Caroline Scheufele; The 6,225-carat Insofu emerald rough. (Photos: Chopard)

While rigorous CSR (corporate social responsibility) programmes are commonplace among prominent watch and jewellery brands, few come close to having made the strides that Chopard has in the last decade. In 2013, the family-owned business launched its Journey to Sustainable Luxury initiative and made the stunning announcement shortly after that it was committed to using nothing but ethically sourced gold for its entire production. It’s a goal that it well achieved in 2018: Chopard is the first in the industry big leagues to do so.

Fast forward to the start of this year and Chopard announced its acquisition of a 6,225-carat rough emerald mined by Gemfields, a leading supplier of responsibly sourced gemstones—hence melding its love of exceptional gems with its insistence on accountability. And much like Chopard’s Garden of Kalahari diamond suite that was fashioned from a single 342-carat rough diamond and unveiled in 2017, this Insofu emerald (meaning elephant in Bemba, the language of Zambia, from which the stone comes) will be crafted into high jewellery that will be unveiled in 2023.

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Kagem Mine in Zambia
Gemfields’ Kagem mine in Zambia, where Insofu was found.
Photo: Chopard

“Ever since I was a child, I’ve been fascinated by precious stones, and [I’ve been] lucky enough to work with some of the most beautiful in the world. But the feeling that overcame me with the Insofu emerald surpassed any emotion I’ve ever known,” says Chopard’s Co-president and Artistic Director Caroline Scheufele. “When I first saw Insofu, my mind was dancing. There was an undeniable magnetism and power of attraction; it exudes an incomparable aura. Its purity is a promise, yet the quality of its inclusions is what makes it extraordinarily alive. From the moment I saw it, I knew that it would be a hugely important stone for Chopard.”

Still, the Swiss luxury house has a daunting task ahead of it. As Scheufele readily admits, unlike diamonds that can be “analysed with precision” to determine their final weight, cut and quality, emeralds rarely “disclose all their secrets at once”, only revealing their full potential during the cutting process. This must surely cause some anxiety.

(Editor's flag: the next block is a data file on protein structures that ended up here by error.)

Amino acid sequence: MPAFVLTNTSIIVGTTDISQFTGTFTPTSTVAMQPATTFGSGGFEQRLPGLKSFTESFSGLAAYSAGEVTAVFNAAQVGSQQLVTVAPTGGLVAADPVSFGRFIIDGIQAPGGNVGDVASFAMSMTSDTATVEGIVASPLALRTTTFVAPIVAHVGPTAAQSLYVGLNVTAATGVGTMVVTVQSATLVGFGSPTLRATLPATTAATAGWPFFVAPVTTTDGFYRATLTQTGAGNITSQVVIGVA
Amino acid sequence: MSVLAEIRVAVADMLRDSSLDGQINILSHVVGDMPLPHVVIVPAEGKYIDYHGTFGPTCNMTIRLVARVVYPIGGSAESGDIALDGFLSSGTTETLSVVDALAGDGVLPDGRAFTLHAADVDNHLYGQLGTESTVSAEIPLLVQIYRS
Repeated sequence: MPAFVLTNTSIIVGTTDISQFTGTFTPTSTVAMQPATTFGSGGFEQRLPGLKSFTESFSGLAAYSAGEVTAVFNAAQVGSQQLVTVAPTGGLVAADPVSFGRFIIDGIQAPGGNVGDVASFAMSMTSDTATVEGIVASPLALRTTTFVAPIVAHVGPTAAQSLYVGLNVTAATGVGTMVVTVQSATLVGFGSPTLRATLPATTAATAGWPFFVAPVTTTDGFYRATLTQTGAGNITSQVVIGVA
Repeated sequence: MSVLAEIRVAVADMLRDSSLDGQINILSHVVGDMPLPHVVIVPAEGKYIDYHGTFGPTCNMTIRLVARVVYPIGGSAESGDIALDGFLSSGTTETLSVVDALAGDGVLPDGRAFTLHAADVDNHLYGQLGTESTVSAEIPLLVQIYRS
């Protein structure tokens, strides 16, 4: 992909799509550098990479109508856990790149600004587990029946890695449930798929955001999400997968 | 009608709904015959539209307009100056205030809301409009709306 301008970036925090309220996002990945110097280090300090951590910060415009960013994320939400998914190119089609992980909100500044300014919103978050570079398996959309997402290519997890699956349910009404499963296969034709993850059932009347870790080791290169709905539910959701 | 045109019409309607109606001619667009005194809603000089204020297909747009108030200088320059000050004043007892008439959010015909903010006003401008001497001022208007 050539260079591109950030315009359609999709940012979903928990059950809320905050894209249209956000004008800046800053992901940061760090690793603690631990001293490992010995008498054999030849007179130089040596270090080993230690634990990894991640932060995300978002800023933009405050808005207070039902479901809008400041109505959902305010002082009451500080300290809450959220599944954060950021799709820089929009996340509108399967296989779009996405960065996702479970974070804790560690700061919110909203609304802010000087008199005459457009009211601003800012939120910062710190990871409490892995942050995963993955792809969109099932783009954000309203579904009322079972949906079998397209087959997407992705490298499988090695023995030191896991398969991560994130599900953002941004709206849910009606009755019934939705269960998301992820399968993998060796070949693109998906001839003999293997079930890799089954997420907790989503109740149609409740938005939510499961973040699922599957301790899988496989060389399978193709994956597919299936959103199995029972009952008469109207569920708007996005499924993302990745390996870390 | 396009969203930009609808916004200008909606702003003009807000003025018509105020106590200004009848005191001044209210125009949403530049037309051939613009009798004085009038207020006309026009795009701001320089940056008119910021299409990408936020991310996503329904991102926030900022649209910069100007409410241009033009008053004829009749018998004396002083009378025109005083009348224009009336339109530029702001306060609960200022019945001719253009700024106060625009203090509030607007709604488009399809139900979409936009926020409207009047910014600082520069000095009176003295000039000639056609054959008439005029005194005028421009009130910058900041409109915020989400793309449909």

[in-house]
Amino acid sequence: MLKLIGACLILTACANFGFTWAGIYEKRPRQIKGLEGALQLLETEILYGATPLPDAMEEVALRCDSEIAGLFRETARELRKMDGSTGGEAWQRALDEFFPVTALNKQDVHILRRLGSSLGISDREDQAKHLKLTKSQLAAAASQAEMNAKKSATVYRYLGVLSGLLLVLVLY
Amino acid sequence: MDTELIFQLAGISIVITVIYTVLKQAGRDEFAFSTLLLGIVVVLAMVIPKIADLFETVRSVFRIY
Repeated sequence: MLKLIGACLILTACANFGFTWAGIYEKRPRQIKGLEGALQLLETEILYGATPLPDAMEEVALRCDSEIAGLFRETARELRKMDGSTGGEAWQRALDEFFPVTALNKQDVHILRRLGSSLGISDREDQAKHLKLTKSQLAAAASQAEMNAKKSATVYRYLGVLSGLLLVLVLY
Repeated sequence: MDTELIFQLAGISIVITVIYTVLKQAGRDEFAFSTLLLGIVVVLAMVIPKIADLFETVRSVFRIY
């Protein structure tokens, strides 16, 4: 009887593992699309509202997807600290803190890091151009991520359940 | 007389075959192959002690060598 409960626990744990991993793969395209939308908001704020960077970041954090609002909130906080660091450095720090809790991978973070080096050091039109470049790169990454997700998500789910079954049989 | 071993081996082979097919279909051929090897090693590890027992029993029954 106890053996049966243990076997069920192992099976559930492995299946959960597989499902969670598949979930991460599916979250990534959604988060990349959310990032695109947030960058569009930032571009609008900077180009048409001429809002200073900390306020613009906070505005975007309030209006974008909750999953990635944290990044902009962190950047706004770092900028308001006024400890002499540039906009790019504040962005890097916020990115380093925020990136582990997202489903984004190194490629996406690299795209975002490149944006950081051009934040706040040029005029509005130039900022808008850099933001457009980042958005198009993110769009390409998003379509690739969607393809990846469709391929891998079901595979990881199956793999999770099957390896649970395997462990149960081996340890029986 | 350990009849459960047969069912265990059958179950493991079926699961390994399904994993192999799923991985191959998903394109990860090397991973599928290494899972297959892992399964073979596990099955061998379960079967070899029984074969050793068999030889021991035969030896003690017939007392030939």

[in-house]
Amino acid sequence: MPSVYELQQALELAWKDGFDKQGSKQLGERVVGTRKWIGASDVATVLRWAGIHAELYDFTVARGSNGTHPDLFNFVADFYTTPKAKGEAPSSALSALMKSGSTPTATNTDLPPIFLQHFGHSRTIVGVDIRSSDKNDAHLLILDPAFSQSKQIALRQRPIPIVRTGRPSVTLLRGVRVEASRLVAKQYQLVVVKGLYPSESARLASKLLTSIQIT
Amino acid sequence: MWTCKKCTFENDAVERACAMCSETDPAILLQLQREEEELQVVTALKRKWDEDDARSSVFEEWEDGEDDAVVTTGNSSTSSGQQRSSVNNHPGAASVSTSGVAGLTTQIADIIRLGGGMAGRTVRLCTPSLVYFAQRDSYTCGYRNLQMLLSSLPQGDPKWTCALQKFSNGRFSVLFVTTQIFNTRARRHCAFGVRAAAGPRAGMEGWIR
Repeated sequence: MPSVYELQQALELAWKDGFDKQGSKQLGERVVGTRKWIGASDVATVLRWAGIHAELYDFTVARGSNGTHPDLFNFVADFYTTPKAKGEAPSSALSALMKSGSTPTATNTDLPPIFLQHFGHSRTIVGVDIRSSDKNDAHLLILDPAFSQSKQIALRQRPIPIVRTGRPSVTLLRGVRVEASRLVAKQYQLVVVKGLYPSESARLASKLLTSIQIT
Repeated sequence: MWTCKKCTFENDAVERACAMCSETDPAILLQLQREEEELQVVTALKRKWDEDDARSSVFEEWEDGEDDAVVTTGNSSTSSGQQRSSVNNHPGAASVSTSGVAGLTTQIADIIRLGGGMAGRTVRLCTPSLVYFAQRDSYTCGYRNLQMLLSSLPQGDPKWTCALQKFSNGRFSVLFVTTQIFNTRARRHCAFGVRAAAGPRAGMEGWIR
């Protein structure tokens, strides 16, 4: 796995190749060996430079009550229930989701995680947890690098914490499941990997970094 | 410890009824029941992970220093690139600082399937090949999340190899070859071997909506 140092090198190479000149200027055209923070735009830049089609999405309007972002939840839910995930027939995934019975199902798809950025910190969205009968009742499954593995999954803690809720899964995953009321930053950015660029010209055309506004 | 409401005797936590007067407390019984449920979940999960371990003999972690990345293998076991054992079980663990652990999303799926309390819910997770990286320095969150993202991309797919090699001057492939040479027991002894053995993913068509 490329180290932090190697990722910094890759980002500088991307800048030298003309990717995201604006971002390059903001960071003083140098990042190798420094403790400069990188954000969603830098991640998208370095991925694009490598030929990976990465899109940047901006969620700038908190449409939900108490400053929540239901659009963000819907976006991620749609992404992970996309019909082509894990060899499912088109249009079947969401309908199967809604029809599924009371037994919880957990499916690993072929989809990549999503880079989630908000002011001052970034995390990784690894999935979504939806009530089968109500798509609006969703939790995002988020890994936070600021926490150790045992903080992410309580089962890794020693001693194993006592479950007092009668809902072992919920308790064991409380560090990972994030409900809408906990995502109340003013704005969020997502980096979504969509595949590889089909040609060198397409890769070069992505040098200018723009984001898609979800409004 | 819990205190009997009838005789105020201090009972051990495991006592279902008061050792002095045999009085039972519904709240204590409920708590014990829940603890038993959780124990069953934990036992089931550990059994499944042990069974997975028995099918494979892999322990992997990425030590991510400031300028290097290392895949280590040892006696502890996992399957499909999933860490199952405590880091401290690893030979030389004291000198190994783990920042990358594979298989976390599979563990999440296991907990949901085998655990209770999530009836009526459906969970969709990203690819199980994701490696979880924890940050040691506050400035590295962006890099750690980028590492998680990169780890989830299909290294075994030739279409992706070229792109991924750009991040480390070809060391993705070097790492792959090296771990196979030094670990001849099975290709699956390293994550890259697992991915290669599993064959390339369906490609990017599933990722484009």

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The Garden of Kalahari Secret Watch
The Garden of Kalahari secret watch, one of six creations to result from the 342-carat Queen of Kalahari rough diamond. Photo: Chopard

“Yes, I’m excited and nervous,” she confides. “As a true gem lover, I accepted the challenge of this fragile and splendid beauty. Emeralds are the most fragile precious gems of all: A wrongly positioned impact can shatter the stone into a multitude of irrecoverable fragments. No one, including the most expert gemmologists, can really foresee or make any definite pronouncements on the exact nature of emeralds in their raw state. However, Sean Gilbertson, the Executive Director of Gemfields, detected exceptional potential in this particular stone, so we’re all very much looking forward to the next step.”

Accompanied by Chopard’s assurance for transparency and traceability at every step of the stone’s progress, from a rough to haute joaillerie, Insofu is setting new luxury standards in more ways than one. We, too, are very much looking forward to seeing the creations that await us at the journey’s end. Stay tuned.

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